1 st Reading: The first reading, taken from the prophet Isaiah, tells us about the Babylonian exiles coming home to their native country, Judah, and their holy city, Jerusalem. Isaiah assures his people that the Lord will lead them in a grand procession to their homeland and take care of them as a shepherd cares for his sheep.
2 nd Reading: The second reading, taken from the second letter of St. Peter, invites us to get ready to go home to Heaven with Jesus at his Second Coming. Peter tells those who doubt the Second Coming of Jesus that God’s way of counting time is different from ours and that God has His own reasons for delaying the Second Coming of Christ.
Gospel Reading: The Gospel tells us through John the Baptist how we should prepare to receive Jesus our Saviour’s “coming home” into our lives during the Advent season by repentance and the renewal of life. John preached that the appropriate behaviour for those preparing “the way of the Lord” was to be baptized “as they confessed their sins.” He wanted the Jews to prepare their lives for the Messiah by filling in the valleys of prejudice, levelling the mountains of pride and straightening out their crooked paths of injustice and immorality. John recommended a baptism of repentance in the river Jordan to the Jews who were familiar with ritual and symbolic washings. The most amazing thing about John’s baptism was that, as a Jew, he was asking fellow-Jews to submit to the baptism of repentance which only a Gentile was obliged to undergo.
John the Baptist reminds us of someone who was a facilitator, who set the pace. John worked too hard and all the time he knew what his job was. It was to prepare the way for someone else, someone greater than he. That someone was Christ. When Christ appeared, John slipped into the shadows. John believed he had been called by God to do something great – to prepare the way for the coming of the long- awaited Messiah. He knew exactly what his role was. He was only the messenger who announced the king. And he was happy to fulfil this role, and fulfilled it to the very best of his ability. He lived for it, seeking nothing for himself – neither an easy life, the flattery of the people, nor the favour of the powers that were.
John the Baptist was very clear about his self-identity, about who he was and was not. He was not the Messiah. He was only a voice crying out in the wilderness: “Prepare the way of the Lord.” He was only a herald of the Messiah, a servant of the Lord, a light to the nations. He said loud and clear, “Someone is following me, someone who is more powerful than I am, and I am not fit to kneel down and undo the strap of his sandals. I have baptised you with water, but he will baptise you with the Holy Spirit.” John preached repentance. Man must first repent and then produce fruit. And the fruit must be worthy, consistent with repentance – fruit that shows a changed heart and a turning away from sin. There comes a moment when the preacher longs for his hearers to lose sight of everything except his message. “Don’t listen to my accent. Don’t look at my clothes. Don’t comment on my style. Don’t search my biographical details for my University pedigree. Just listen to what I am saying. Repent!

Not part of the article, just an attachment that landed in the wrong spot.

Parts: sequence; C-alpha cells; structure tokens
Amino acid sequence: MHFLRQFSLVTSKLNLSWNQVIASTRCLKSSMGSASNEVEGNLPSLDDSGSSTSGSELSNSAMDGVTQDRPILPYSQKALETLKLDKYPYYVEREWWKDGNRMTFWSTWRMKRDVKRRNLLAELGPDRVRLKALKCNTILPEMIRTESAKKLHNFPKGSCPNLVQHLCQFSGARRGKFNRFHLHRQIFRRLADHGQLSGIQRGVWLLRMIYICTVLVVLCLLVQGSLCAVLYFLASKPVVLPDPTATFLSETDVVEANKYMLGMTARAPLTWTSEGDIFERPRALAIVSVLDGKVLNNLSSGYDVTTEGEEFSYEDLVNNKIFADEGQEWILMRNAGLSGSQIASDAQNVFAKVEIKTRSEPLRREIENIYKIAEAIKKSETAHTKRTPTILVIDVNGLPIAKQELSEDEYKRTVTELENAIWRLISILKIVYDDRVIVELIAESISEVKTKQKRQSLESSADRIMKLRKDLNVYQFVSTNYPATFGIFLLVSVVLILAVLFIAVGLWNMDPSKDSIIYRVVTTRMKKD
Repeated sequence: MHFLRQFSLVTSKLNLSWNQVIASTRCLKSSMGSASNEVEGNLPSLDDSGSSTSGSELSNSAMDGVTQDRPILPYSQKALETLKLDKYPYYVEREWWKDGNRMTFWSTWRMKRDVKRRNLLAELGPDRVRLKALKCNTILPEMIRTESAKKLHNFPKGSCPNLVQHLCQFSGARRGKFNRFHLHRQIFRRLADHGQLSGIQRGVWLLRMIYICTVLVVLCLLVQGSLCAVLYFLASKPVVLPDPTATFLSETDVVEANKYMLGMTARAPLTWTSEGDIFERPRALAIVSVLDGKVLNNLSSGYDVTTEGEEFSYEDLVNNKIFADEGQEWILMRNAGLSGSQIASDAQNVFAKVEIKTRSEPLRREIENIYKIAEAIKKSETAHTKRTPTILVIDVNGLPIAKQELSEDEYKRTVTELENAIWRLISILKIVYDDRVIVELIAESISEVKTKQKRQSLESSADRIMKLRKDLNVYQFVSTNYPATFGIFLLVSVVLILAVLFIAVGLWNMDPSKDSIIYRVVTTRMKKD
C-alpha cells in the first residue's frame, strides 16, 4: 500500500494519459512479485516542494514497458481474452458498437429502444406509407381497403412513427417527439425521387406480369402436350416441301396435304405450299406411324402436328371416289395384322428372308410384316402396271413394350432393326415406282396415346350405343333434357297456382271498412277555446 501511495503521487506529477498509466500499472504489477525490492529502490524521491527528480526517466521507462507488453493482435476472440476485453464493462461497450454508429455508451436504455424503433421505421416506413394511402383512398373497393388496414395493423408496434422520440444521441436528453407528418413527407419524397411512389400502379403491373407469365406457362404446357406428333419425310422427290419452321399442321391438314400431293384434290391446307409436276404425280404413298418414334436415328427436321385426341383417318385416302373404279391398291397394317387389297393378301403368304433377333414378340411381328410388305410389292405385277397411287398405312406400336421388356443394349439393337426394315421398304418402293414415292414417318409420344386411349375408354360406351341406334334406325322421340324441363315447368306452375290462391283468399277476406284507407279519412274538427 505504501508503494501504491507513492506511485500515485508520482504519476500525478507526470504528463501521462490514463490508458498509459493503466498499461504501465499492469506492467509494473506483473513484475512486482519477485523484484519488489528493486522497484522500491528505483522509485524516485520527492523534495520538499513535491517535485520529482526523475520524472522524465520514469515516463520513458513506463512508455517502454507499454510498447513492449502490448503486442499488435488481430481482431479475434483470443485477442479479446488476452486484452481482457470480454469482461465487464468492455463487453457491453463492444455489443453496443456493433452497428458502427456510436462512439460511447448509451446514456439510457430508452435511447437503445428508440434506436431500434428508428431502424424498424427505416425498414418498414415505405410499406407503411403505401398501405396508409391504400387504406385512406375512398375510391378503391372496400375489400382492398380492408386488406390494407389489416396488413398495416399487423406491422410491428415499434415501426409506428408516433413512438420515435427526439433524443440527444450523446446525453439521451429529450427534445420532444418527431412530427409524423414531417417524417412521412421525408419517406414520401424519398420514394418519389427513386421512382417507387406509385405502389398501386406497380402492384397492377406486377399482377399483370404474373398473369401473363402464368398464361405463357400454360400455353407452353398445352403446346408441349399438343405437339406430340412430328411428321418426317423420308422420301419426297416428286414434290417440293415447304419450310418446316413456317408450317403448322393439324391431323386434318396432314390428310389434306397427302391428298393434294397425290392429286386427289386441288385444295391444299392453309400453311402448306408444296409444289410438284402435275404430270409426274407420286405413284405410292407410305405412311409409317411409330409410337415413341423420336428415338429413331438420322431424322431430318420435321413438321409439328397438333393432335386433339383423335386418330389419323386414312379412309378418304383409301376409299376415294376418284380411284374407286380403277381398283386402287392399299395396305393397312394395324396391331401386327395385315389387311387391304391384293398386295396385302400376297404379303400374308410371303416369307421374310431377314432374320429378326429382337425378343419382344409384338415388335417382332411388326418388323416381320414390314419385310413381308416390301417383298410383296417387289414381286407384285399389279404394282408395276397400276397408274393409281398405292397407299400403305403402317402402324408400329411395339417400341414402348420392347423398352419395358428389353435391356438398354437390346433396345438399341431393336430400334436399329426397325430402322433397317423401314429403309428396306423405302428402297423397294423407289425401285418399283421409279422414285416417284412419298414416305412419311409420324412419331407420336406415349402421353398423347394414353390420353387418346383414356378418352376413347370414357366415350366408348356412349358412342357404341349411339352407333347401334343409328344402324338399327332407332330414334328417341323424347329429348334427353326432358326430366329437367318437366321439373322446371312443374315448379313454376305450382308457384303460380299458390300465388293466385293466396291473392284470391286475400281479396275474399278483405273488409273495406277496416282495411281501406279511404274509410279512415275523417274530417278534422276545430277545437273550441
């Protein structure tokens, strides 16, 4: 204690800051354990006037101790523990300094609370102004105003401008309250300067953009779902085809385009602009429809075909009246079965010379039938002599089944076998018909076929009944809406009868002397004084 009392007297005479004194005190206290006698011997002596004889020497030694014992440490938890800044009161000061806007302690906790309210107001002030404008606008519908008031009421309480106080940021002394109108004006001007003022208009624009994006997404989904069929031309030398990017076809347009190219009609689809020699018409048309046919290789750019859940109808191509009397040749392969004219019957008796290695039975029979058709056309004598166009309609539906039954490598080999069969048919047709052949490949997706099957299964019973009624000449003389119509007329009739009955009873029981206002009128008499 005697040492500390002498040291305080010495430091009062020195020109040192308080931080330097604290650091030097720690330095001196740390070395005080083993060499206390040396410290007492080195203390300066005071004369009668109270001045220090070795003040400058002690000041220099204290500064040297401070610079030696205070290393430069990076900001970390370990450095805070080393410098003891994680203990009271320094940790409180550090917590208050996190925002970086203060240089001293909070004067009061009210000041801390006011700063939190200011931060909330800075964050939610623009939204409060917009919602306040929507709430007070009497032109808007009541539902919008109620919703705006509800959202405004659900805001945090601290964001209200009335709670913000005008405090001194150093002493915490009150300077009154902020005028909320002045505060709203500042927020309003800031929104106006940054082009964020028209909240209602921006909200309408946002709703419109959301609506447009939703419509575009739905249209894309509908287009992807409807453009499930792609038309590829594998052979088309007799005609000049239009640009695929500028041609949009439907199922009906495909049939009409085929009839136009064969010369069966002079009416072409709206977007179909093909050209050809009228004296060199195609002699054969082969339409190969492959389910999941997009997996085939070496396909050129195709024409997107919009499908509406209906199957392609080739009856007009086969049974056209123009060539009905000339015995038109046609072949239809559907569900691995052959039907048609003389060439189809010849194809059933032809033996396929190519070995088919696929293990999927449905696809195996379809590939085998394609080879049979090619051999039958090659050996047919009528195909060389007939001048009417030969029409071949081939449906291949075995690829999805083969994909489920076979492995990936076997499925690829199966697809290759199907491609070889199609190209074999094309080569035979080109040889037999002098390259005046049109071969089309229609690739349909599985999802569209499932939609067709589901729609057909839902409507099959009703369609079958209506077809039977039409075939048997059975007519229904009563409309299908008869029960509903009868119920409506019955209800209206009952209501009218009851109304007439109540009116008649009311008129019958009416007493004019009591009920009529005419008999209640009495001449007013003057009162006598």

Billy Graham, who has often played the 20th century role of John the Baptizer, had these comments about the disease running rampant in our world: “We’re suffering from only one disease in the world. Our basic problem is not a race problem. Our basic problem is not a poverty problem. Our basic problem is not a war problem. Our
basic problem is a heart problem. We need to get the heart changed; the heart transformed.” Repentance is a turning away and a turning back. A turning away from sin and a turning back to God. ‘Unless you repent, you’ll all Perish’
Thief entered a church and stole away the tape-recorder. There was a tape in it. When he reached home, he played and found that it was the morning sermon of the priest, “I tell you, unless you repent, you shall likewise perish (Lk 13:3) and he decided to return the player and repent.
We are invited by the Church to prepare for Christmas by repenting of our sins and renewing our lives so that Jesus may be reborn in us. Angelus Silesius said, “Even if Christ is born a thousand times in Bethlehem, it is useless if he is not born in our hearts.”
People around us should recognize Jesus’ rebirth in our lives by our sharing love, unconditional forgiveness, compassionate and merciful heart and spirit of humble and committed service.
Let us accept the challenge of John the Baptist to turn this Advent season into a real spiritual “homecoming” by making the necessary preparations for the fresh arrival of our Lord and Saviour Jesus into our hearts and lives.